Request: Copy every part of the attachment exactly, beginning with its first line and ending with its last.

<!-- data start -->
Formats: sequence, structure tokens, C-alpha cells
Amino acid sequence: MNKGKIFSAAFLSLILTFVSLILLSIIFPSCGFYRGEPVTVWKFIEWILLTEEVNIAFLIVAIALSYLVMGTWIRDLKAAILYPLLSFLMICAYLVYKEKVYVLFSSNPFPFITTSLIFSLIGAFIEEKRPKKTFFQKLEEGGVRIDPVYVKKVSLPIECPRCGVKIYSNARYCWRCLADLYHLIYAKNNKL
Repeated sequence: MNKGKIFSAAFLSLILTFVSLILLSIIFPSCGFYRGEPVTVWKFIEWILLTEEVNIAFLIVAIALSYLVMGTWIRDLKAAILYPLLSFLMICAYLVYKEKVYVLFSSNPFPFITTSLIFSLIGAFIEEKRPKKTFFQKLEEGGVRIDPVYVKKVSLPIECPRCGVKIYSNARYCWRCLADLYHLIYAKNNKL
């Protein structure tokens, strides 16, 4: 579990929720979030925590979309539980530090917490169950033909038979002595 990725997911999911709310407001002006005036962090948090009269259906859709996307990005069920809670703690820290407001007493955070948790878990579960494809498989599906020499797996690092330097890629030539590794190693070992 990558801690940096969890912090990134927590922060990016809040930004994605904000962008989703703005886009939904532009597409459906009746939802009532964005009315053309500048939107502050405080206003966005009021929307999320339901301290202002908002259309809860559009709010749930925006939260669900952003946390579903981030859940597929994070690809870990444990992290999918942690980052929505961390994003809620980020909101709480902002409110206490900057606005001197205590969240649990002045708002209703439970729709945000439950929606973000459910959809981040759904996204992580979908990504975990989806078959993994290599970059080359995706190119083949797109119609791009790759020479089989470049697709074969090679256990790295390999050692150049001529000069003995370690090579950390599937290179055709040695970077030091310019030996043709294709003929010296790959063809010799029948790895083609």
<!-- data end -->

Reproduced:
Formats: sequence, structure tokens, C-alpha cells
Amino acid sequence: MNKGKIFSAAFLSLILTFVSLILLSIIFPSCGFYRGEPVTVWKFIEWILLTEEVNIAFLIVAIALSYLVMGTWIRDLKAAILYPLLSFLMICAYLVYKEKVYVLFSSNPFPFITTSLIFSLIGAFIEEKRPKKTFFQKLEEGGVRIDPVYVKKVSLPIECPRCGVKIYSNARYCWRCLADLYHLIYAKNNKL
Repeated sequence: MNKGKIFSAAFLSLILTFVSLILLSIIFPSCGFYRGEPVTVWKFIEWILLTEEVNIAFLIVAIALSYLVMGTWIRDLKAAILYPLLSFLMICAYLVYKEKVYVLFSSNPFPFITTSLIFSLIGAFIEEKRPKKTFFQKLEEGGVRIDPVYVKKVSLPIECPRCGVKIYSNARYCWRCLADLYHLIYAKNNKL
């Protein structure tokens, strides 16, 4: 579990929720979030925590979309539980530090917490169950033909038979002595 990725997911999911709310407001002006005036962090948090009269259906859709996307990005069920809670703690820290407001007493955070948790878990579960494809498989599906020499797996690092330097890629030539590794190693070992 990558801690940096969890912090990134927590922060990016809040930004994605904000962008989703703005886009939904532009597409459906009746939802009532964005009315053309500048939107502050405080206003966005009021929307999320339901301290202002908002259309809860559009709010749930925006939260669900952003946390579903981030859940597929994070690809870990444990992290999918942690980052929505961390994003809620980020909101709480902002409110206490900057606005001197205590969240649990002045708002209703439970729709945000439950929606973000459910959809981040759904996204992580979908990504975990989806078959993994290599970059080359995706190119083949797109119609791009790759020479089989470049697709074969090679256990790295390999050692150049001529000069003995370690090579950390599937290179055709040695970077030091310019030996043709294709003929010296790959063809010799029948790895083609």